Stuffing boards with pulled QFP chips
cclist at sydex.com
Sat Apr 1 20:59:54 CDT 2017
On 04/01/2017 07:01 AM, Paul Koning via cctalk wrote:
> Before building my most recent project (which involves an
> unpleasantly small-pitched TSOP package housing multiple RS232 level
> converters) I asked experts at work (technicians who do a lot of fine
> detail soldering) about RoHS.
> The answer was very clear. If you must use that stuff because of
> regulations, that's one thing. If it's for your own use and the
> rules aren't applicable, don't be silly, use real solder.
That goes for repairing things also. I owned a Volvo in the late 90s
that would develop strange electrical problems, such as the headlights
suddenly not working. The culprit was the Bosch relay modules, many of
which had small PCBs in them. Resoldering the PCBs with real solder did
the job until I sold the thing. The audio system is similarly
affected--if the audio suddenly drops out, grab the soldering iron.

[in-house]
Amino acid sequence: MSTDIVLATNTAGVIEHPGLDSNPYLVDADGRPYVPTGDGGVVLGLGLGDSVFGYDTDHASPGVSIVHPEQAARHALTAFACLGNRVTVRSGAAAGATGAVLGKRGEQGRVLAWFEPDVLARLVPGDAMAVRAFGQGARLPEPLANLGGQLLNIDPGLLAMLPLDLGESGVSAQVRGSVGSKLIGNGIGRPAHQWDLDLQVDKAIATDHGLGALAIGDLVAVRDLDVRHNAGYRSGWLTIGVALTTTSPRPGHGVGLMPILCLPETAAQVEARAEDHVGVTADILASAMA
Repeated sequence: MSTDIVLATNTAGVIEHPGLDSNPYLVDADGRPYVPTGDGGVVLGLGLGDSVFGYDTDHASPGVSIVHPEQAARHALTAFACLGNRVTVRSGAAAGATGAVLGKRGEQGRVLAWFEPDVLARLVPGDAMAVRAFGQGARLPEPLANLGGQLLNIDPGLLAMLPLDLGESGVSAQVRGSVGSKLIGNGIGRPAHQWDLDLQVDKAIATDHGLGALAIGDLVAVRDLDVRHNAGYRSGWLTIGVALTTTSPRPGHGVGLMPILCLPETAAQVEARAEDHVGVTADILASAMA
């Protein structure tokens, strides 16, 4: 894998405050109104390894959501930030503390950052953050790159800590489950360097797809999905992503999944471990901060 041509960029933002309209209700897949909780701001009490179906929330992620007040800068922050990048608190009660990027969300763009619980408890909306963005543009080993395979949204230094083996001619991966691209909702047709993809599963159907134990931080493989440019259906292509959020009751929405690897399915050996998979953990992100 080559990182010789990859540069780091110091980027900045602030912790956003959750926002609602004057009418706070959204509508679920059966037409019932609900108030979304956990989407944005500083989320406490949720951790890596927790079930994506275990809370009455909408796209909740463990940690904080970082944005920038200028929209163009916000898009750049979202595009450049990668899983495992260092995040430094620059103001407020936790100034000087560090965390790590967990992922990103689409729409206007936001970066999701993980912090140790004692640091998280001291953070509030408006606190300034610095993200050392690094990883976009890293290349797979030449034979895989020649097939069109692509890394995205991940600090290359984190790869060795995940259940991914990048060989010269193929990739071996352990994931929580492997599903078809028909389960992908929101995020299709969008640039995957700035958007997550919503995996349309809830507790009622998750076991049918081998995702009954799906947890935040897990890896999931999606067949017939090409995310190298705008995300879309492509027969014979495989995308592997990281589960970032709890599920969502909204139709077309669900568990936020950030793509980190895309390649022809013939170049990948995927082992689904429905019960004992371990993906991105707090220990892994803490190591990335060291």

I bought a coffee maker in about 2004 that quit working after a few
months. Resoldering the PCB again did the trick--I still use the thing
RoHS solder is a plague, particularly in hostile environments. I've
heard that most good plumbers who work with copper pipe, hide a spool of
50-50 in the bottom of their toolboxes, just in case. (50-50 has a wide
"plastic" range and can be "tooled" to fill gaps.)
Brass musical instruments are now assembled with RoHS solder. It's not
unusual to find that the only thing holding some parts together is the
lacquer finish--the solder has long since let go.
More information about the cctech